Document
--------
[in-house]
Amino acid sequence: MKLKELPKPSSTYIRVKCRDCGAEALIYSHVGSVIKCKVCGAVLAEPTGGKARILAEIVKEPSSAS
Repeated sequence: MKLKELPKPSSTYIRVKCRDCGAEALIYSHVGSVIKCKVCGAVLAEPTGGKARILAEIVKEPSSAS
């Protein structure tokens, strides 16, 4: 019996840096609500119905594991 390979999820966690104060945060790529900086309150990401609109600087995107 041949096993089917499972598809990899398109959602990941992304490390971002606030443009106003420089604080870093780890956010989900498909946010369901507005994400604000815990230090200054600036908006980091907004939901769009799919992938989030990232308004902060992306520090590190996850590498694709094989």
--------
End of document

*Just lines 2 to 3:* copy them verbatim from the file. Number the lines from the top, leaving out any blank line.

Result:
Amino acid sequence: MKLKELPKPSSTYIRVKCRDCGAEALIYSHVGSVIKCKVCGAVLAEPTGGKARILAEIVKEPSSAS
Repeated sequence: MKLKELPKPSSTYIRVKCRDCGAEALIYSHVGSVIKCKVCGAVLAEPTGGKARILAEIVKEPSSAS